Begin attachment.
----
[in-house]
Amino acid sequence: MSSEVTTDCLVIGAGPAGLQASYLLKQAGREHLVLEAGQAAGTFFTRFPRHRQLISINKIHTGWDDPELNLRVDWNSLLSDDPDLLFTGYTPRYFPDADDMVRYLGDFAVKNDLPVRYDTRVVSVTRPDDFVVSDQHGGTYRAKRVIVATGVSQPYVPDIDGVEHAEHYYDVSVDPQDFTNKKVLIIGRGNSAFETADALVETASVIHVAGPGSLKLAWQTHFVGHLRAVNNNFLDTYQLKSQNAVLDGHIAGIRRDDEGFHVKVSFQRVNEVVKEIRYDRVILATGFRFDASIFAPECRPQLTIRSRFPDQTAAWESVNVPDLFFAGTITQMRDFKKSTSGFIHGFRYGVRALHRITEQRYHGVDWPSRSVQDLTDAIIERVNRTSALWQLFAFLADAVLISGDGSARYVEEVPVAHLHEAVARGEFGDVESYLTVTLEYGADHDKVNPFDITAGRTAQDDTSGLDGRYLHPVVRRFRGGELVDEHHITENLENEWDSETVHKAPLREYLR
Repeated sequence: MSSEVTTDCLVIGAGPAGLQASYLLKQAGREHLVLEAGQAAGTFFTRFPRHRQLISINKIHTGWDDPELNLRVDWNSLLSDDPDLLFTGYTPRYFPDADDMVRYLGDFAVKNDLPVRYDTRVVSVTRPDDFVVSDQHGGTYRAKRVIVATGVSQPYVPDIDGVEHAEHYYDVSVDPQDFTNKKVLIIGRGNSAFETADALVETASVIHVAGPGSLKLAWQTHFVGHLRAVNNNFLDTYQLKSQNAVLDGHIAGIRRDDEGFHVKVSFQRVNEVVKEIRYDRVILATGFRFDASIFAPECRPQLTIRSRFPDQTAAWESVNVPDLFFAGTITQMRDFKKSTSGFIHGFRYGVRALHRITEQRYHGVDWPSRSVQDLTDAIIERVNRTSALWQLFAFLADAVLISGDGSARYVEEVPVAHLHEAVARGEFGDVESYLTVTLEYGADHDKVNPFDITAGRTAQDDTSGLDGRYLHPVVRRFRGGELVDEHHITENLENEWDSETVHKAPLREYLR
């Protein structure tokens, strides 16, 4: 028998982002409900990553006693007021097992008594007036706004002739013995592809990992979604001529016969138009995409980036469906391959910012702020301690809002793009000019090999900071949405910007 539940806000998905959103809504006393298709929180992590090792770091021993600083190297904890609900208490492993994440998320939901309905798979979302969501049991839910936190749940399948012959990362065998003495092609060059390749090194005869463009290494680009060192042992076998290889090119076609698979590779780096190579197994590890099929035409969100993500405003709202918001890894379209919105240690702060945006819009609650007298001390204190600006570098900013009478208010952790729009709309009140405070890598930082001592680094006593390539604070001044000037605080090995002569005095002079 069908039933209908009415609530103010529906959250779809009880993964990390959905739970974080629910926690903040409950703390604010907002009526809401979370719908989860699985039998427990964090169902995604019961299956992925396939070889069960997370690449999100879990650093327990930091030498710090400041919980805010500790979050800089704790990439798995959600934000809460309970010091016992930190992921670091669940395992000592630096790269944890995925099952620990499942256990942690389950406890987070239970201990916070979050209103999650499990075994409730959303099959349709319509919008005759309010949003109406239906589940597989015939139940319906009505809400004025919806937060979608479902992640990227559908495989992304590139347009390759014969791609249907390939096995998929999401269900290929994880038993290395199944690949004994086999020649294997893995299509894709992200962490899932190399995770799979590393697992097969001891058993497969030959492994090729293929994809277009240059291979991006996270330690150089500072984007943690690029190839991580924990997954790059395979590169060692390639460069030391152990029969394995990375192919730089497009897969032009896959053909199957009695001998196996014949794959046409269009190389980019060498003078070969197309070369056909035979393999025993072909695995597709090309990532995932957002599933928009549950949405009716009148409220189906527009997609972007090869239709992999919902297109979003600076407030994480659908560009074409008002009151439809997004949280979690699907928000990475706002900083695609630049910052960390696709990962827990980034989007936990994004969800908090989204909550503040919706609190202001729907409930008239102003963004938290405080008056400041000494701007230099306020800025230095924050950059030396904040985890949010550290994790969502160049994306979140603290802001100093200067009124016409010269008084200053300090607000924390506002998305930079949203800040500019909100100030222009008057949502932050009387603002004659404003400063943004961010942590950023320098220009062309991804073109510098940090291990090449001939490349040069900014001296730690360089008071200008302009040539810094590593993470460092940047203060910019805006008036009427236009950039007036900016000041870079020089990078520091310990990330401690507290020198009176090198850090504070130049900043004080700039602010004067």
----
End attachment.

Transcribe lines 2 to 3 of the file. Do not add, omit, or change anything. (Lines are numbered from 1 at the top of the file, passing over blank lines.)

Amino acid sequence: MSSEVTTDCLVIGAGPAGLQASYLLKQAGREHLVLEAGQAAGTFFTRFPRHRQLISINKIHTGWDDPELNLRVDWNSLLSDDPDLLFTGYTPRYFPDADDMVRYLGDFAVKNDLPVRYDTRVVSVTRPDDFVVSDQHGGTYRAKRVIVATGVSQPYVPDIDGVEHAEHYYDVSVDPQDFTNKKVLIIGRGNSAFETADALVETASVIHVAGPGSLKLAWQTHFVGHLRAVNNNFLDTYQLKSQNAVLDGHIAGIRRDDEGFHVKVSFQRVNEVVKEIRYDRVILATGFRFDASIFAPECRPQLTIRSRFPDQTAAWESVNVPDLFFAGTITQMRDFKKSTSGFIHGFRYGVRALHRITEQRYHGVDWPSRSVQDLTDAIIERVNRTSALWQLFAFLADAVLISGDGSARYVEEVPVAHLHEAVARGEFGDVESYLTVTLEYGADHDKVNPFDITAGRTAQDDTSGLDGRYLHPVVRRFRGGELVDEHHITENLENEWDSETVHKAPLREYLR
Repeated sequence: MSSEVTTDCLVIGAGPAGLQASYLLKQAGREHLVLEAGQAAGTFFTRFPRHRQLISINKIHTGWDDPELNLRVDWNSLLSDDPDLLFTGYTPRYFPDADDMVRYLGDFAVKNDLPVRYDTRVVSVTRPDDFVVSDQHGGTYRAKRVIVATGVSQPYVPDIDGVEHAEHYYDVSVDPQDFTNKKVLIIGRGNSAFETADALVETASVIHVAGPGSLKLAWQTHFVGHLRAVNNNFLDTYQLKSQNAVLDGHIAGIRRDDEGFHVKVSFQRVNEVVKEIRYDRVILATGFRFDASIFAPECRPQLTIRSRFPDQTAAWESVNVPDLFFAGTITQMRDFKKSTSGFIHGFRYGVRALHRITEQRYHGVDWPSRSVQDLTDAIIERVNRTSALWQLFAFLADAVLISGDGSARYVEEVPVAHLHEAVARGEFGDVESYLTVTLEYGADHDKVNPFDITAGRTAQDDTSGLDGRYLHPVVRRFRGGELVDEHHITENLENEWDSETVHKAPLREYLR